first_imgTodd English has a new — and unlikely — love: the air fryer.“I was amazed at the quality of the way things came out,” English, a prolific and award-winning restaurateur and television chef, said in a recent interview. “And the versatility of it was something I also loved.”This image provided by St. Martin’s Castle Point shows the book entitled, “The Air Fryer Cookbook: Deep-Fried Flavor Made Easy, Without All the Fat!” (Courtesy St. Martin’s Castle Point via AP)Air fryers aren’t new, but the high-profile attention they have been getting is. Which is all a bit surprising, given their as-seen-on-TV appeal. Unlike classic deep-fry devices, air fryers don’t use kettles of oil to cook. Instead, they are essentially small, countertop versions of a convection oven. They use a fan that constantly pushes super hot air around the food. This means they cook faster, deeper and — with almost no oil — crunchier than traditional appliances.English has become so smitten with air fryers, he’s just released a cookbook dedicated to them, “The Air Fryer Cookbook.” The book features recipes for everything from stuffed portobello mushroom and spinach pizzas to sesame-ginger fried pork, as well as the more classic (and expected) french fries and chips.He argues that air fryers are a natural for home cooks, who generally love fried food but don’t know how to properly cook it using traditional oil methods. “Most people don’t know when to change the oil on a tabletop” deep fryer, nor do they know how to properly manage the temperature, he said.Air fryers, English explains, correct for all of that. Many of his recipes use only cooking spray or breadcrumbs, while others typically call for just a tablespoon of oil. He said an air fryer can cook a dish in about 10 to 15 minutes, compared to 25 to 30 minutes in a regular oven. “Simple, and the results are very close, if not an exact replica of fried food,” English said. But with far less fat.Guy Crosby, a professor in the department of nutrition at Harvard’s School of Public Health, agreed that air fryers can help cut back on the amount of fat used in cooking, but obviously are only as healthy as the foods that go in them.last_img read more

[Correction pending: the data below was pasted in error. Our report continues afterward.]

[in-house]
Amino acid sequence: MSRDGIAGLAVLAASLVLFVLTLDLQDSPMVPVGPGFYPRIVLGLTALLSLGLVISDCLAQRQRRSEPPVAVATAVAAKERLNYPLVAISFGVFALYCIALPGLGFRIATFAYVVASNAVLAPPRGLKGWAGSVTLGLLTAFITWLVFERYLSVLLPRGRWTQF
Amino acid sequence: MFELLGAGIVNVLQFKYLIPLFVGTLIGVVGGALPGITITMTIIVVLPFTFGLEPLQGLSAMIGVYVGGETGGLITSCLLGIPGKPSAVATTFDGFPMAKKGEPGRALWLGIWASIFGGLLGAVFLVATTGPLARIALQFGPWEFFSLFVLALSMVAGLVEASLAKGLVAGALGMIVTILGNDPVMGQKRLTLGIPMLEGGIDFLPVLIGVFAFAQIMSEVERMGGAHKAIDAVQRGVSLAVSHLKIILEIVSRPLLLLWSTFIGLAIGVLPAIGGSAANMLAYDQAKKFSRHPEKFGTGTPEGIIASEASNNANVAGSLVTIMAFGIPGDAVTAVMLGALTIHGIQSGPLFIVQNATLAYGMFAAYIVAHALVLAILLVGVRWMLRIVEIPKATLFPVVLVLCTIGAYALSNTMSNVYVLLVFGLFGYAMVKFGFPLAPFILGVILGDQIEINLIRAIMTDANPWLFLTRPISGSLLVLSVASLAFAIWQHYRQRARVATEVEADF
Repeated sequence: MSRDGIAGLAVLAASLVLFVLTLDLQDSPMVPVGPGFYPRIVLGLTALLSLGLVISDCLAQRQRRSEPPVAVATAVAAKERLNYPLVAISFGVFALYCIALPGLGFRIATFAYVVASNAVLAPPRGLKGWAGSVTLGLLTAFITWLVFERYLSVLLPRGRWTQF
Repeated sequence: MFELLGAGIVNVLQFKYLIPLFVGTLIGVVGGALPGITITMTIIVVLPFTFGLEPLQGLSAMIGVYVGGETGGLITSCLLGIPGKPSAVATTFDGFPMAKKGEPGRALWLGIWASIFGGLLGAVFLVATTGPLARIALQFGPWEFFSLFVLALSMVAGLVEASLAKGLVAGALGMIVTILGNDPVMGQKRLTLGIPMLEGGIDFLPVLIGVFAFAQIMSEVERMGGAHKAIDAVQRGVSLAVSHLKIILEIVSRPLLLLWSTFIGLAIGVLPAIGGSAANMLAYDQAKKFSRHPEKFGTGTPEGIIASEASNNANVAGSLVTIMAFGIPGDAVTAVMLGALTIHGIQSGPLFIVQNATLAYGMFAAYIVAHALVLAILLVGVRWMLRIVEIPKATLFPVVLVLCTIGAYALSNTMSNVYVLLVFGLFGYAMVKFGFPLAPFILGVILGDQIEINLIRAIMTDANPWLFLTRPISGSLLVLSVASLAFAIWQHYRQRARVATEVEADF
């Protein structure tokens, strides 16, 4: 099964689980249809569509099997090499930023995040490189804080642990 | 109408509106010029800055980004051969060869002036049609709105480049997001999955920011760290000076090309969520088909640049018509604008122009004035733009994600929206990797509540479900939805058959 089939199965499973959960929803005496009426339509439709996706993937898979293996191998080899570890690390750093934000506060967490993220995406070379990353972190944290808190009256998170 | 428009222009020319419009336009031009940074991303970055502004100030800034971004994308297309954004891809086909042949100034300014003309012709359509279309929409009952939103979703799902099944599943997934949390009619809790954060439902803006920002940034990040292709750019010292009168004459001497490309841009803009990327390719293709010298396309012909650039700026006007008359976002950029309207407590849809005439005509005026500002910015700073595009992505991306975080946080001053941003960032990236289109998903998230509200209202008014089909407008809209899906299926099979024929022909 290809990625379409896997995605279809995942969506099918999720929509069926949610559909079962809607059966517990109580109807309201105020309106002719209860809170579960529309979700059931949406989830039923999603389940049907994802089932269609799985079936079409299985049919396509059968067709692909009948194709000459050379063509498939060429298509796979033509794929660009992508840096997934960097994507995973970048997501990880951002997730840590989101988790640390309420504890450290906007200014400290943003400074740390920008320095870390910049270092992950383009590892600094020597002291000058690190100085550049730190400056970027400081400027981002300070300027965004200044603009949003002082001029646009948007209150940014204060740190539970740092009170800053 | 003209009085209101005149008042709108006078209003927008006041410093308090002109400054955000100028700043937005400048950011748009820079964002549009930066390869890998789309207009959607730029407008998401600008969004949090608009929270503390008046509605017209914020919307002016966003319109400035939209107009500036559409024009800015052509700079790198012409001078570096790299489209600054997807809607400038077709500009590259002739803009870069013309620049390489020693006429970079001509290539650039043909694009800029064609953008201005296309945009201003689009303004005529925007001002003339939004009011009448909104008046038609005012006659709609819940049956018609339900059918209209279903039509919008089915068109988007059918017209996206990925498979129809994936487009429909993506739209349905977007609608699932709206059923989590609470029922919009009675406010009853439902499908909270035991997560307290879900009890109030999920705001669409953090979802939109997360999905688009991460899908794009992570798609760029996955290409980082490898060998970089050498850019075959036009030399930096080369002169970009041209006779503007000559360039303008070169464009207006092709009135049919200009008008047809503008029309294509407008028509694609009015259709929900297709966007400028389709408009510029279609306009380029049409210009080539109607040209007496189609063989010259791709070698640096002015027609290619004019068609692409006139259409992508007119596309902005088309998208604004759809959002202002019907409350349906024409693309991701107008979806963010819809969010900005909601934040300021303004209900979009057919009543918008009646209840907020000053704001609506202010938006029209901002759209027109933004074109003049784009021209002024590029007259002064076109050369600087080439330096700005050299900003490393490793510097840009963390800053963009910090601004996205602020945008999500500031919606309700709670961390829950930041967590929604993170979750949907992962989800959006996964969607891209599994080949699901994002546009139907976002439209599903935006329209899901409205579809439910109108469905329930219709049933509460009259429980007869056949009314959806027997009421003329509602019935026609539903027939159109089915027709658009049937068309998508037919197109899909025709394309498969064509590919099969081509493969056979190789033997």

first_img FILE – In this 1930 file photo Prince Philip of Greece, now the Duke of Edinburgh, and husband of Queen Elizabeth II, poses in Greek costume, at an unknown location. Britain’s Prince Philip on Wednesday Aug. 2, 2017 retires from solo official duties. Over the decades he has become renowned for his stalwart support of his wife, Queen Elizabeth II. (AP Photo, File) FILE – In this Aug. 1951 file photo then Princess Elizabeth stands with her husband Prince Philip, the Duke of Edinburgh, and their children Prince Charles and Princess Anne at the couple’s London residence at Clarence House. Britain’s Prince Philip on Wednesday Aug. 2, 2017 retires from solo official duties. Over the decades he has become renowned for his stalwart support of his wife, Queen Elizabeth II. (AP Photo, File) LONDON | For over 65 years, he has been the unwavering presence alongside Britain’s longest-serving monarch, the consummate consort and royal representative.On Wednesday Prince Philip will make his 22,219th — and final — solo public engagement. He will be meeting Royal Marines who have completed a 1,664-mile (2,678-kilometer) trek to raise money for charity.After that, the Duke of Edinburgh will still appear at Queen Elizabeth II’s side — from time to time — as the 91-year-old monarch soldiers on. In the meantime, the man known for his quips and gaffes has already been joking about his big retirement day. FILE – In this Oct. 17, 1957 file photo President Dwight Eisenhower and first lady Mamie are flanked by their royal guests, Britain’s Queen Elizabeth and her husband, Prince Philip, at the White House. Queen Elizabeth II’s husband, Prince Philip, will stop carrying out public engagements this fall, Buckingham Palace announced Thursday May 4, 2017. (AP Photo, File) FILE – In this Thursday, June, 16, 2011 file photo Britain’s Queen Elizabeth II with Prince Philip arrive by horse drawn carriage in the parade ring on the third day, traditionally known as Ladies Day, of the Royal Ascot horse race meeting at Ascot, England. Britain’s Prince Philip on Wednesday Aug. 2, 2017 retires from solo official duties. Over the decades he has become renowned for his stalwart support of his wife, Queen Elizabeth II. (AP Photo/Alastair Grant, File) FILE – In this Wednesday, May 9, 2012 file photo Britain’s Queen Elizabeth II sits next to Prince Philip in the House of Lords as she waits to read the Queen’s Speech to lawmakers in London. Britain’s Prince Philip on Wednesday Aug. 2, 2017 retires from solo official duties. Over the decades he has become renowned for his stalwart support of his wife, Queen Elizabeth II. (AP Photo/Alastair Grant, File) “I’m discovering what it’s like to be on your last legs,” the 96-year-old Philip told celebrity chef Prue Leith at a recent palace event.Philip is patron, president or a member of over 780 organizations, with which he will continue to be associated — but he won’t play an active role by attending engagements. The queen supported the decision, which was greeted with an international press flurry when it was announced in May.The occasion marks a major landmark for the man born Prince Philip of Greece and Denmark in Corfu on June 10, 1921, to Princess Alice of Battenberg and Prince Andrew of Greece. Amid the upheaval of the military coup that overthrew his uncle, King Constantine, in 1922, the family fled.King George V, the queen’s grandfather, sent a Royal Navy cruiser to evacuate Philip’s family and he was whisked to safety in a cot made from an orange box. Later, he rarely saw his parents and went to school in Germany and Britain.Philip has had a long association with the military and had once had promising military career. He joined the Royal Navy as a cadet in 1939 and served during World War II, winning mention in dispatches for service aboard the battleship HMS Valiant at Cape Matapan, on Greece’s Peloponnesian peninsula. He rose to the level of commander.Two years after the war ended, Philip married the future queen at Westminster Abbey when she was 21 and he was 26. He renounced his Greek title and King George VI made him the Duke of Edinburgh. His career came to an abrupt end with George’s death in 1952. At the queen’s coronation in 1953, Philip swore to be his wife’s “liege man of life and limb.” He settled into a life supporting Elizabeth in her role as queen and they had four children — Charles, Anne, Andrew and Edward.And ever since, the milestones just kept falling.Philip has given 5,496 speeches, written 14 books and gone on 637 solo visits overseas.He’s championed environmental and conservation issues, and has interests in science, engineering and industry. An accomplished sportsman, he played polo regularly until 1971. He earned his RAF wings in 1953, his helicopter wings in 1956 and his private pilot’s license in 1959.All that activity has led to overall good health. But Philip has been admitted to the hospital on a number of occasions in the last few years for abdominal surgery, bladder infections and a blocked coronary artery.Many of his health issues are related to sports. He has arthritis in his right wrist and broke a bone in his ankle from playing polo. He developed a rheumatic condition of the tendon in the hand after a taking a fall in polo.He takes the stairs rather than elevators and can still fit into the uniform he wore for his wedding. He was only seen wearing hearing aids for the first time at a palace reception in 2014 at the age of 93.The palace says his health wasn’t behind the retirement decision.Philip, who enjoys a slightly wicked turn of phrase, has poked fun at himself and his advancing years. In a letter to The Oldie magazine in 2011, he said he appreciated being named “Consort of the Year.”“There is nothing like it for morale to be reminded that the years are passing — ever more quickly — and that bits are beginning to drop off the ancient frame,” he wrote. “But it is nice to be remembered at all.” FILE – This is a June. 2, 1953 file photo of Britain’s Queen Elizabeth II and Prince Philip, Duke of Edinburgh, as they wave to supporters from the balcony at Buckingham Palace, following her coronation at Westminster Abbey. London. At the age of 96, Britain’s Prince Philip on Wednesday Aug. 2, 2017 retires from solo official duties. Over the decades he has become renowned for his stalwart support of his wife, Queen Elizabeth II. (AP Photo/Leslie Priest, File) FILE – In this June 20, 1959 file photo Queen Elizabeth II and Prince Philip are pictured in Schefferville, as they listen to explanation on workings of an iron ore mine on another stop in their royal tour of Canada. Britain’s Prince Philip on Wednesday Aug. 2, 2017 retires from solo official duties. Over the decades he has become renowned for his stalwart support of his wife, Queen Elizabeth II. (AP Photo, File)last_img read more